The Enhancing NeuroImaging Genetics through Meta Analysis (ENIGMA) consortium is a global collaboration of over 1400 scientists across 43 countries, studying neuropsychiatric illnesses and provides a powerful collaborative framework around the world. ENIGMA has more than 50 working groups, pooling large-scale coordinated data and expertise to answer fundamental clinical and neuroscientific questions, which offers testing reproducibility and robustness of findings (1). Over the last two decades, neuroimaging and genetics studies have advanced our understanding of the neurobiological underpinnings of sleep disorders and sleep physiology. However, traditionally, most of the individual studies have limitations to identifying consistent and reproducible effects due to their small sample sizes, heterogeneous clinical characteristics, and divergent imaging acquisition, preprocessing and analytic methods. Thus, we clearly need a consensus multi-center effort in sleep research, in order to increase the number of samples, and harmonize the methods of data collection, preprocessing and analysis using pre-registered unified protocols. Recently, the ENIGMA-Sleep working group has been launched with the collaboration of several institutes from 15 countries to perform large-scale worldwide neuroimaging and genetics studies for better neurobiological understanding of impaired sleep quality in population-based healthy individuals, the neural consequences of sleep deprivation, pathophysiology of sleep disorders, as well as transdiagnostic neural correlates of sleep disturbances across various neuropsychiatric disorders.
Within the ENIGMA consortium, there are protocols for data sharing to facilitate the curation and documentation of the data. In addition, to avoid legal/personal problems with raw data sharing, we ask each site to perform the first- or second-level analysis on their own sites and share their statistics results obtained using pre-defined unified analysis protocols across, then we perform a meta-analysis across sites. This means that the sites that are unable to directly share raw data can still participate in this collaborative framework and usually there is no pooled data in a particular place. Of note, the ENIGMA-Sleep group adopts a ‘bottom-up’ approach, whereby the interested researchers can join and suggest/guide a project, rather than just contributing to some predetermined set of analysis led by chairs.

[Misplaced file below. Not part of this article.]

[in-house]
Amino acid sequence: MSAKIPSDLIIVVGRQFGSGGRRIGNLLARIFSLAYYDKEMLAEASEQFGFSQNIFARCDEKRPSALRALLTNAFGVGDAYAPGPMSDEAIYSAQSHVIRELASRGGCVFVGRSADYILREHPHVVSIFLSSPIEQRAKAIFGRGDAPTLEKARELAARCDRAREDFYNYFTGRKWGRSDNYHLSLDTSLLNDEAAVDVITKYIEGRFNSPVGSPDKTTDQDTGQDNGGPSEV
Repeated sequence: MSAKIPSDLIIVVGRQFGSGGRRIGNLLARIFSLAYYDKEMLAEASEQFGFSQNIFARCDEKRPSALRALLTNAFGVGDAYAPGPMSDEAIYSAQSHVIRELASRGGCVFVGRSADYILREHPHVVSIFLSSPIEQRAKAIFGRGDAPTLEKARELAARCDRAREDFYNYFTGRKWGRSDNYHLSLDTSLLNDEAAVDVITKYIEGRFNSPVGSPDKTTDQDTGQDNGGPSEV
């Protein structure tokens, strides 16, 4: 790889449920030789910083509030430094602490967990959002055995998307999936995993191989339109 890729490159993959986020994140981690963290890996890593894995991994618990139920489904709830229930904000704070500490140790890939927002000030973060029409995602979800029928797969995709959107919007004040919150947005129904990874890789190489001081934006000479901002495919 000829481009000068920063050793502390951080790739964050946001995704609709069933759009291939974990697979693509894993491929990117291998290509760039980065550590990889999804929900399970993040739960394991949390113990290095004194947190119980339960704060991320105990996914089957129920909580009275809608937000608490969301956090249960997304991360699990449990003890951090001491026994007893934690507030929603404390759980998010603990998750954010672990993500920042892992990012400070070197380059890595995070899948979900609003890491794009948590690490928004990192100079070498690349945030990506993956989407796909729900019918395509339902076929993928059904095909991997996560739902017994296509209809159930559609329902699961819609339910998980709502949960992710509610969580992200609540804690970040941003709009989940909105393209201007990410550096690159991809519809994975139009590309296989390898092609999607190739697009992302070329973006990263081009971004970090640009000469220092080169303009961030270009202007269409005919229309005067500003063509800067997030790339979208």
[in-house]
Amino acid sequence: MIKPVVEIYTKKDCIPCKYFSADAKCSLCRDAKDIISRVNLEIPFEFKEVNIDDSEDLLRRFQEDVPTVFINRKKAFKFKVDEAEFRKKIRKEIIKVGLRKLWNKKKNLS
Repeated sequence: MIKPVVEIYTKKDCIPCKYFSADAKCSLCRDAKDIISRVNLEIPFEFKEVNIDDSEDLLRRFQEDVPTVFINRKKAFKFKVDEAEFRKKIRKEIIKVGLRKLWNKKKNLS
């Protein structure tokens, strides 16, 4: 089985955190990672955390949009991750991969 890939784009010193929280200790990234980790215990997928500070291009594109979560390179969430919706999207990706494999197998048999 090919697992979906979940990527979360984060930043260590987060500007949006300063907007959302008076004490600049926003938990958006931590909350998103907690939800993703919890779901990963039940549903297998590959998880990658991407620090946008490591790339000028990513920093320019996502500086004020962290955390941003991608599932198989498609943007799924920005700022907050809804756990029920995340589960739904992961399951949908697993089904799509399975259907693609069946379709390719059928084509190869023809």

The available dataset across sites includes 4,076 actigraphy and 4,288 PSG recordings. In addition, we have 1,187 healthy control subjects and 655 healthy subjects with experimental sleep deprivation, 1,575 patients with insomnia disorder, 1,123 patients with OSA, 2,242 patients with RLS, 132 patients with ADHD disorder, 269 patients with bipolar disorder, 226 patients with MDD, and 15,486 participants including population-based samples. The overall neuroimaging data include 10,072 subjects with T1-weighted images, 6,396 with functional magnetic resonance imaging (fMRI) including 4,951 with resting-state and 1,445 with task-based fMRI data, and 8,006 with diffusion tensor imaging (DTI) data.
There are several ongoing projects about neural correlates of insomnia disorder using structural MRI analysis, the predictive role of sleep on cognitive performance among population-based samples, neural basis of selective vulnerability to lapses following sleep deprivation, a methodological project to harmonize polysomnography data across sites, which is a collaboration with the National Sleep Research Resource, and transdiagnostic neural correlates of sleep across mental illnesses.
More information about the the ENIGMA-Sleep working group can be found in the introductory review (2). Any interested researcher who has any relevant data (e.g., neuroimaging and/or polysomnography and/or genetic) in the sleep field is welcome to join us by contacting Dr. Masoud Tahmasian MD, PhD